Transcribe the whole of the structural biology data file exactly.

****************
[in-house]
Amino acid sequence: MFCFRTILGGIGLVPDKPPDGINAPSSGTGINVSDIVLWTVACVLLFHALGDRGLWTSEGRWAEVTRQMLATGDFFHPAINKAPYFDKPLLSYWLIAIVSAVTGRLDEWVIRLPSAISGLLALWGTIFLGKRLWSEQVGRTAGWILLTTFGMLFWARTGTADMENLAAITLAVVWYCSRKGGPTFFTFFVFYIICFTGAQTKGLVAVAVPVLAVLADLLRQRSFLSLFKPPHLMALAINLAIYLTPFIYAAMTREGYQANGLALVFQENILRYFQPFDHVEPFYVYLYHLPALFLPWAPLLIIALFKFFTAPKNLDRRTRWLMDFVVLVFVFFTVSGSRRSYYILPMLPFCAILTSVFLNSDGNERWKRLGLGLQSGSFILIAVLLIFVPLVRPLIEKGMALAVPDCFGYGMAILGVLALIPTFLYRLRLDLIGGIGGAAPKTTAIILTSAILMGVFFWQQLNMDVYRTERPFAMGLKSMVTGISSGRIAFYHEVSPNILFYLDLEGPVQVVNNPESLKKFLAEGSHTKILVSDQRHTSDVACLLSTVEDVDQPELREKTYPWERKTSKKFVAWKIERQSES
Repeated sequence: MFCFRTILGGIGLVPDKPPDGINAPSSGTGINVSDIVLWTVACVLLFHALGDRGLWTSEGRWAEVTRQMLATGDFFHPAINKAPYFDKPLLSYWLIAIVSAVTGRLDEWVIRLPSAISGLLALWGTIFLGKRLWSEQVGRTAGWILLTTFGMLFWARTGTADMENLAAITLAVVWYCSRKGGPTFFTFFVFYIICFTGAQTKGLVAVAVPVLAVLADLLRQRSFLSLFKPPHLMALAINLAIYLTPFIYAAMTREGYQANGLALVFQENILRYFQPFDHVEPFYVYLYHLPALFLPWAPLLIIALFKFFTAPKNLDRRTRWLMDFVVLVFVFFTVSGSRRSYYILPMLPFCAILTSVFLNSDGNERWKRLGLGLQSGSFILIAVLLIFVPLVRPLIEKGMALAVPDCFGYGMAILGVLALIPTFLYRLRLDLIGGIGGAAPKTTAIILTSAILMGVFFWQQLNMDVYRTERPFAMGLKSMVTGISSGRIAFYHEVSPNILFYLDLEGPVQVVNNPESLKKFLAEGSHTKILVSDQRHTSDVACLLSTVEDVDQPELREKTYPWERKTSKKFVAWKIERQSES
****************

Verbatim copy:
[in-house]
Amino acid sequence: MFCFRTILGGIGLVPDKPPDGINAPSSGTGINVSDIVLWTVACVLLFHALGDRGLWTSEGRWAEVTRQMLATGDFFHPAINKAPYFDKPLLSYWLIAIVSAVTGRLDEWVIRLPSAISGLLALWGTIFLGKRLWSEQVGRTAGWILLTTFGMLFWARTGTADMENLAAITLAVVWYCSRKGGPTFFTFFVFYIICFTGAQTKGLVAVAVPVLAVLADLLRQRSFLSLFKPPHLMALAINLAIYLTPFIYAAMTREGYQANGLALVFQENILRYFQPFDHVEPFYVYLYHLPALFLPWAPLLIIALFKFFTAPKNLDRRTRWLMDFVVLVFVFFTVSGSRRSYYILPMLPFCAILTSVFLNSDGNERWKRLGLGLQSGSFILIAVLLIFVPLVRPLIEKGMALAVPDCFGYGMAILGVLALIPTFLYRLRLDLIGGIGGAAPKTTAIILTSAILMGVFFWQQLNMDVYRTERPFAMGLKSMVTGISSGRIAFYHEVSPNILFYLDLEGPVQVVNNPESLKKFLAEGSHTKILVSDQRHTSDVACLLSTVEDVDQPELREKTYPWERKTSKKFVAWKIERQSES
Repeated sequence: MFCFRTILGGIGLVPDKPPDGINAPSSGTGINVSDIVLWTVACVLLFHALGDRGLWTSEGRWAEVTRQMLATGDFFHPAINKAPYFDKPLLSYWLIAIVSAVTGRLDEWVIRLPSAISGLLALWGTIFLGKRLWSEQVGRTAGWILLTTFGMLFWARTGTADMENLAAITLAVVWYCSRKGGPTFFTFFVFYIICFTGAQTKGLVAVAVPVLAVLADLLRQRSFLSLFKPPHLMALAINLAIYLTPFIYAAMTREGYQANGLALVFQENILRYFQPFDHVEPFYVYLYHLPALFLPWAPLLIIALFKFFTAPKNLDRRTRWLMDFVVLVFVFFTVSGSRRSYYILPMLPFCAILTSVFLNSDGNERWKRLGLGLQSGSFILIAVLLIFVPLVRPLIEKGMALAVPDCFGYGMAILGVLALIPTFLYRLRLDLIGGIGGAAPKTTAIILTSAILMGVFFWQQLNMDVYRTERPFAMGLKSMVTGISSGRIAFYHEVSPNILFYLDLEGPVQVVNNPESLKKFLAEGSHTKILVSDQRHTSDVACLLSTVEDVDQPELREKTYPWERKTSKKFVAWKIERQSES